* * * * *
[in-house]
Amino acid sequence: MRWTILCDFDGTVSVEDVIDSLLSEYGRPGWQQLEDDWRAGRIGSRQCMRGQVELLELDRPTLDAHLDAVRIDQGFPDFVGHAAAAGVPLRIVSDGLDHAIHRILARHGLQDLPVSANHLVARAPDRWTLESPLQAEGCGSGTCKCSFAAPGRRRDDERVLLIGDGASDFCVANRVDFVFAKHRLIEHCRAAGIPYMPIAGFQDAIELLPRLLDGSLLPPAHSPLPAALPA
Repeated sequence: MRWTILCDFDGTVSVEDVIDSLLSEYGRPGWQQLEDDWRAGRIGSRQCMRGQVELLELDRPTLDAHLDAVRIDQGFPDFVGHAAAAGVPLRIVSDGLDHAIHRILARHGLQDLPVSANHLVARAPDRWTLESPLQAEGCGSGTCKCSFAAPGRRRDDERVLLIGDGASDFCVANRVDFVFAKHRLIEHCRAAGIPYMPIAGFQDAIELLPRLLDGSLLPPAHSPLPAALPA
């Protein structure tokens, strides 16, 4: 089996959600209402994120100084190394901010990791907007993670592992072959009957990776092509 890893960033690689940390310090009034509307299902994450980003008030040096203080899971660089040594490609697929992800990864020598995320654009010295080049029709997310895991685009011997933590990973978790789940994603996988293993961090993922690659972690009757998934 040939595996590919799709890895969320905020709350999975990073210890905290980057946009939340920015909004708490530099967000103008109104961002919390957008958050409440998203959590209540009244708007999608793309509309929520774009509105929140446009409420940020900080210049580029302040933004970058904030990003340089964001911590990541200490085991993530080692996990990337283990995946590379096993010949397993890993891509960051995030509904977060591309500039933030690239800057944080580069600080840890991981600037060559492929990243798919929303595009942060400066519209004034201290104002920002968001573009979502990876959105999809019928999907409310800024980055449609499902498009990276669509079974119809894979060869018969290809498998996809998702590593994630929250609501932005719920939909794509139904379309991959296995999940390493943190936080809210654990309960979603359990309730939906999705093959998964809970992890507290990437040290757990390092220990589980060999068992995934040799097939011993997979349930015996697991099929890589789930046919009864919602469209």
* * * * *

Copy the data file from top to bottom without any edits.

[in-house]
Amino acid sequence: MRWTILCDFDGTVSVEDVIDSLLSEYGRPGWQQLEDDWRAGRIGSRQCMRGQVELLELDRPTLDAHLDAVRIDQGFPDFVGHAAAAGVPLRIVSDGLDHAIHRILARHGLQDLPVSANHLVARAPDRWTLESPLQAEGCGSGTCKCSFAAPGRRRDDERVLLIGDGASDFCVANRVDFVFAKHRLIEHCRAAGIPYMPIAGFQDAIELLPRLLDGSLLPPAHSPLPAALPA
Repeated sequence: MRWTILCDFDGTVSVEDVIDSLLSEYGRPGWQQLEDDWRAGRIGSRQCMRGQVELLELDRPTLDAHLDAVRIDQGFPDFVGHAAAAGVPLRIVSDGLDHAIHRILARHGLQDLPVSANHLVARAPDRWTLESPLQAEGCGSGTCKCSFAAPGRRRDDERVLLIGDGASDFCVANRVDFVFAKHRLIEHCRAAGIPYMPIAGFQDAIELLPRLLDGSLLPPAHSPLPAALPA
């Protein structure tokens, strides 16, 4: 089996959600209402994120100084190394901010990791907007993670592992072959009957990776092509 890893960033690689940390310090009034509307299902994450980003008030040096203080899971660089040594490609697929992800990864020598995320654009010295080049029709997310895991685009011997933590990973978790789940994603996988293993961090993922690659972690009757998934 040939595996590919799709890895969320905020709350999975990073210890905290980057946009939340920015909004708490530099967000103008109104961002919390957008958050409440998203959590209540009244708007999608793309509309929520774009509105929140446009409420940020900080210049580029302040933004970058904030990003340089964001911590990541200490085991993530080692996990990337283990995946590379096993010949397993890993891509960051995030509904977060591309500039933030690239800057944080580069600080840890991981600037060559492929990243798919929303595009942060400066519209004034201290104002920002968001573009979502990876959105999809019928999907409310800024980055449609499902498009990276669509079974119809894979060869018969290809498998996809998702590593994630929250609501932005719920939909794509139904379309991959296995999940390493943190936080809210654990309960979603359990309730939906999705093959998964809970992890507290990437040290757990390092220990589980060999068992995934040799097939011993997979349930015996697991099929890589789930046919009864919602469209």